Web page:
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Spectral evidence found for Dirac spinons in a kagome lattice antiferromagnet

Spectral evidence for Dirac spinons in a kagome lattice antiferromagnet
(a) Schematic diagram of the conical excitations of Dirac spinons and the conical continuum spectrum formed by two spinons. (b) Schematic diagram of the conical spin excitations in YCu3(OH)6Br2[Br0.33(OD)0.67]. (c) Relationship between the half-width at half-maximum and energy. The solid line represents a linear fit. (d) A magnified image of some co-aligned crystals, and the front view of co-aligned samples on two Cu plates. Credit: Nature Physics (2024). DOI: 10.1038/s41567-024-02495-z

A new study, published in a recent issue of Nature Physics, sheds light on the long-anticipated emergence of quasiparticles, akin to the famous Dirac particles obeying the relativistic Dirac equation. These quasiparticles, known as Dirac spinons, were theorized to exist within a novel quantum state called a quantum spin liquid state.

The discovery is the result of a collaboration between theoretical physicists Dr. Chengkang Zhou and Professor Zi Yang Meng from the Department of Physics at The University of Hong Kong (HKU), along with experimentalists Zhenyuan Zeng and Professor Shiliang Li at the Institute of Physics (IOP), Chinese Academy of Sciences (CAS), and Professor Kenji Nakajima from J-PARC Center, Japan.

Quasiparticles are intriguing entities that emerge from collective behavior within materials that can be treated like a group of particles. The Dirac spinons, specifically, are expected to exhibit unique characteristics similar to Dirac particles in high-energy physics and the Dirac electrons in graphene and quantum moire materials, such as a linear dispersion relation between energy and momentum. But such spin-½ charge neutral quasiparticles have not been seen in quantum magnets before this work.

'"To find Dirac spinons in quantum magnets has been the dream of generations of condensed matter physicists; now that we have seen the evidence of them, one can start to think about the countless potential applications of such highly entangled quantum material.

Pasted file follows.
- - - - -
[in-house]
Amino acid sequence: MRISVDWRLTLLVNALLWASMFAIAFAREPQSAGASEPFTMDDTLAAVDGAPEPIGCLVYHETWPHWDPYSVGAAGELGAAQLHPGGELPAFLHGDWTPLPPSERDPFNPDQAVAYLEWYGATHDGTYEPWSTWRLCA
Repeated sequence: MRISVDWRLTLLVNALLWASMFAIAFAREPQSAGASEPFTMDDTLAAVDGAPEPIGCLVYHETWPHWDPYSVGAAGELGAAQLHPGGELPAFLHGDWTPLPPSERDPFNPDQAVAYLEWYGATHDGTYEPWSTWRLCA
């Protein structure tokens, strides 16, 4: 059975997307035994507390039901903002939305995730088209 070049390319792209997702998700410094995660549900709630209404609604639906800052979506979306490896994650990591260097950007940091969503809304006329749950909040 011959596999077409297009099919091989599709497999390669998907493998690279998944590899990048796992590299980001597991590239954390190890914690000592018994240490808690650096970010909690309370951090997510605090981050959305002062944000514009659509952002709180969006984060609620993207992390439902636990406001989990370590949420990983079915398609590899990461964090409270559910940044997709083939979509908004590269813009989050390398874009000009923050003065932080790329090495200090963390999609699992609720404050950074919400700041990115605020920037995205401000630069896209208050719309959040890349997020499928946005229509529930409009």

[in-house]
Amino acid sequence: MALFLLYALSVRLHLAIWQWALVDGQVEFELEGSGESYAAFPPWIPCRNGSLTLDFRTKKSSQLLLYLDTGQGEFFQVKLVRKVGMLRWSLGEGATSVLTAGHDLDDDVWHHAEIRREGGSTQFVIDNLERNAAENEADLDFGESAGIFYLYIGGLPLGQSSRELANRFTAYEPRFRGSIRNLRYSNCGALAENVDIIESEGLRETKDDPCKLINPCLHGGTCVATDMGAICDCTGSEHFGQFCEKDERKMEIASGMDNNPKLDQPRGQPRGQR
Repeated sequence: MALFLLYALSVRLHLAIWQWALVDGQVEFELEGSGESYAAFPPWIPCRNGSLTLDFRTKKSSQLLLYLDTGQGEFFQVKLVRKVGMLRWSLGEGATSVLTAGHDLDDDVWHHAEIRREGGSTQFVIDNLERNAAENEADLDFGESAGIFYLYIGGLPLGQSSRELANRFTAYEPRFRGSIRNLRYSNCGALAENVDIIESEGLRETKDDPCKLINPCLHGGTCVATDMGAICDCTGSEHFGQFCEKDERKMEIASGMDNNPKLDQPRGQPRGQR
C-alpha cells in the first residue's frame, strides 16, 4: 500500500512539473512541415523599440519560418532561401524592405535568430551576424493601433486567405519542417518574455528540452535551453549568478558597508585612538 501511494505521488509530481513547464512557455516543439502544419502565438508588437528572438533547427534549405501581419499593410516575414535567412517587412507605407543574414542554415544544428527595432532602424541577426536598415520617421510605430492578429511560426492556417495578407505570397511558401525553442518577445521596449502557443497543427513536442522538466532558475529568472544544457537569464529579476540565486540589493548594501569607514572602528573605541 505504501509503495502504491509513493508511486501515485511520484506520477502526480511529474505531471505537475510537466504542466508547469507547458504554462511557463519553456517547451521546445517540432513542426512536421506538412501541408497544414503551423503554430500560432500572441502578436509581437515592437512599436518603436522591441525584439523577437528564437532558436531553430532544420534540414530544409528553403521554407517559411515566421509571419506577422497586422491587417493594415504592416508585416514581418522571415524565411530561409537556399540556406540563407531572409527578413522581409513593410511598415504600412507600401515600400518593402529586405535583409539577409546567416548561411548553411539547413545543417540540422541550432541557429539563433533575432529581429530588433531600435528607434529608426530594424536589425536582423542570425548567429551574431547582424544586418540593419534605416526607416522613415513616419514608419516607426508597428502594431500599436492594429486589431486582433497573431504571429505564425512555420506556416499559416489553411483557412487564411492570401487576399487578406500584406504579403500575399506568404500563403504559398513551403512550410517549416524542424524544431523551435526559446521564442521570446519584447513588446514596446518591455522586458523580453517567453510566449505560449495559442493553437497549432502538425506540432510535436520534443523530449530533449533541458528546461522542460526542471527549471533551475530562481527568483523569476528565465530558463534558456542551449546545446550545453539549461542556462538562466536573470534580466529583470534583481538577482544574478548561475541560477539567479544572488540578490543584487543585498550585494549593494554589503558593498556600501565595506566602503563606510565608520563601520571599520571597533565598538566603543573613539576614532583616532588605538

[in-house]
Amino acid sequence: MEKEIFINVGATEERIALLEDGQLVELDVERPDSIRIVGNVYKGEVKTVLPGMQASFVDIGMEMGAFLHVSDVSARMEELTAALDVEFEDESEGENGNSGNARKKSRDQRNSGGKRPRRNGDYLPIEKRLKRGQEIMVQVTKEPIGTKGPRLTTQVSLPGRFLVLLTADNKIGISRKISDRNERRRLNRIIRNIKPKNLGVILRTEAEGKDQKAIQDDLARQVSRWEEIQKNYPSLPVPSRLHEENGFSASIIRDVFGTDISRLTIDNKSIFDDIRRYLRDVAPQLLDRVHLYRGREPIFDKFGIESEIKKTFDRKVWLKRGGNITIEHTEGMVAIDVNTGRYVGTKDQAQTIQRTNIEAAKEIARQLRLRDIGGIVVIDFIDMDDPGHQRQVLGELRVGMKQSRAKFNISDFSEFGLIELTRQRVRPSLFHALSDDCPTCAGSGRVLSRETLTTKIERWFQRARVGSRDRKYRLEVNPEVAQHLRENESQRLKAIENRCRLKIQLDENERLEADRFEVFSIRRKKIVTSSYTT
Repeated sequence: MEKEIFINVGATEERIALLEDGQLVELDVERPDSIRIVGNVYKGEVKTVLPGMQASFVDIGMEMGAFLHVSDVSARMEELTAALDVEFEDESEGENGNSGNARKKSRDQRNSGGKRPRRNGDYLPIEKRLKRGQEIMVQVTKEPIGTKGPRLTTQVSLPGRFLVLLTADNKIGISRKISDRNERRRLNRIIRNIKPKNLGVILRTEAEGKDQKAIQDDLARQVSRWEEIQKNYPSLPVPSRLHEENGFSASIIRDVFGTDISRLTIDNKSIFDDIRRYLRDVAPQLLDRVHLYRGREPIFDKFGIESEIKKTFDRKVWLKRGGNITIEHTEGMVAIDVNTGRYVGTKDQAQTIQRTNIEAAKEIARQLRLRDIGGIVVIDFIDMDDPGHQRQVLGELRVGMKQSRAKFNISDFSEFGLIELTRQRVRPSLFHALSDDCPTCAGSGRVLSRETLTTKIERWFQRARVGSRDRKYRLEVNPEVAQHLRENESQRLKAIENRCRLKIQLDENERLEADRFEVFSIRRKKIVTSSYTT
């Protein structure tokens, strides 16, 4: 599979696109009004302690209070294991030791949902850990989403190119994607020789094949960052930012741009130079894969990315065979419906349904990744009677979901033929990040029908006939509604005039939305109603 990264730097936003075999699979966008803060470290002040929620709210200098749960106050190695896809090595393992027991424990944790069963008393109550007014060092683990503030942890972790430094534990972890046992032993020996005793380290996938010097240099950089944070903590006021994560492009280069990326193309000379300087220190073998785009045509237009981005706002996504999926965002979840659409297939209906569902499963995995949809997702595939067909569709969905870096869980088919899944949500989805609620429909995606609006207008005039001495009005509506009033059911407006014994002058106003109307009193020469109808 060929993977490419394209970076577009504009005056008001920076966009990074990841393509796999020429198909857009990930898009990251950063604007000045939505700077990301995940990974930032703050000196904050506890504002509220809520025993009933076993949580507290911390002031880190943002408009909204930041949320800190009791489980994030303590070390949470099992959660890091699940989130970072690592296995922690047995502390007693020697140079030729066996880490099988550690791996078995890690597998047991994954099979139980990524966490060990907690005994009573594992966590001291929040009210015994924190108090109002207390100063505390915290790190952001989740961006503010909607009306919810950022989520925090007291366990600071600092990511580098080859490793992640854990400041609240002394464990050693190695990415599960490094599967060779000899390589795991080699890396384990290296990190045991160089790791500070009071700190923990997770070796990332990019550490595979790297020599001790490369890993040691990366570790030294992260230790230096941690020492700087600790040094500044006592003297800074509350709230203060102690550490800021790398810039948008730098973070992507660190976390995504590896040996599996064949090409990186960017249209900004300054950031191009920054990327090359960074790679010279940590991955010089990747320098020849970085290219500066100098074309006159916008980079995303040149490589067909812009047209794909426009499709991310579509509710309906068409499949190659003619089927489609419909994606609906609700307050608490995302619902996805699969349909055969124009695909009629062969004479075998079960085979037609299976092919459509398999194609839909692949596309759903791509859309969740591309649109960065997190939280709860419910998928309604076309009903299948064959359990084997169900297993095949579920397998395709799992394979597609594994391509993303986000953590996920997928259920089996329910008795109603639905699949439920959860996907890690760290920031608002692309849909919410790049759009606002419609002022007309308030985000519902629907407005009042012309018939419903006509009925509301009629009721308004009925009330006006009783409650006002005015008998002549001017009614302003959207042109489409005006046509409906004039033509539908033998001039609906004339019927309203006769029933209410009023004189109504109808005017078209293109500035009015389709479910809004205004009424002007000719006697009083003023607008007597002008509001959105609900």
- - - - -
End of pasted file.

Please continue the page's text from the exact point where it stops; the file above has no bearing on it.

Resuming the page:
"Who knows, maybe one day people will build quantum computers with it, just as people have been doing in the past half-century with silicon,'" said Professor Meng, HKU physicist and one of the corresponding authors of the paper.

The team's investigation focused on a unique material known as YCu3-Br, characterized by a kagome lattice structure leading to the appearance of these elusive quasiparticles.

Previous studies had hinted at the material's potential to exhibit a quantum spin liquid state, making it an ideal candidate for exploration. In order to enable the observation of spinons in YCu3, the research team overcame numerous challenges by assembling approximately 5,000 together, meeting the requirements for conducting experiments such as inelastic neutron scattering.

Using this advanced technique, the team probed the material's spin excitations and observed intriguing conical spin continuum patterns, reminiscent of the characteristic Dirac cone. While directly detecting single spinon proved challenging due to experimental limitations, the team compared their findings with theoretical predictions, revealing distinct spectral features indicative of the presence of spinons in the material.

  • Spectral evidence for Dirac spinons in a kagome lattice antiferromagnet
    Spin excitations in YCu3(OD)6[Br0.33(OD)0.67] measured via the neutron scattering. e,f, Intensity contour plots of the INS results as a function of E and Q along the [H, 0] direction at 0.3 K (e) and 30 K (f). Credit: Nature Physics (2024). DOI: 10.1038/s41567-024-02495-z
  • Spectral evidence for Dirac spinons in a kagome lattice antiferromagnet
    Linear spin wave prediction on the kagome lattice: a and b show the spin spectra without introducing disorder effects. c and d display the spectra with the same parameters but introduce disordered effects to fit the experimental results. e and f show the spectra with different kinds of disorder. Credit: Nature Physics (2024). DOI: 10.1038/s41567-024-02495-z

Finding spectral evidence of Dirac spinon excitations has always been a challenge. This discovery provides compelling evidence for the existence of a Dirac quantum spin liquid state, which can be akin to a clear cry cutting through the fog of spectral investigation on the quantum spin liquid state.

The findings not only advance our fundamental understanding of condensed matter physics but also open doors for further exploration into the properties and applications of YCu3.

Characterized by the presence of fractional spinon excitations, the quantum spin liquid state is potentially relevant to high-temperature superconductivity and quantum information. In this state, the spins are highly entangled and remain disordered even at low temperatures.

Therefore, investigating the spectral signals arising from spinons obeying the Dirac equation would provide a broader understanding of the quantum spin liquid state of matter. Such understanding also serves as a guidepost toward its broader applications, including the exploration of high-temperature superconductivity and quantum information.

More information: Zhenyuan Zeng et al, Spectral evidence for Dirac spinons in a kagome lattice antiferromagnet, Nature Physics (2024). DOI: 10.1038/s41567-024-02495-z

Journal information: Nature Physics

Citation: Spectral evidence found for Dirac spinons in a kagome lattice antiferromagnet (2024, May 13) retrieved 25 May 2024 from https://phys.org/news/2024-05-spectral-evidence-dirac-spinons-kagome.html
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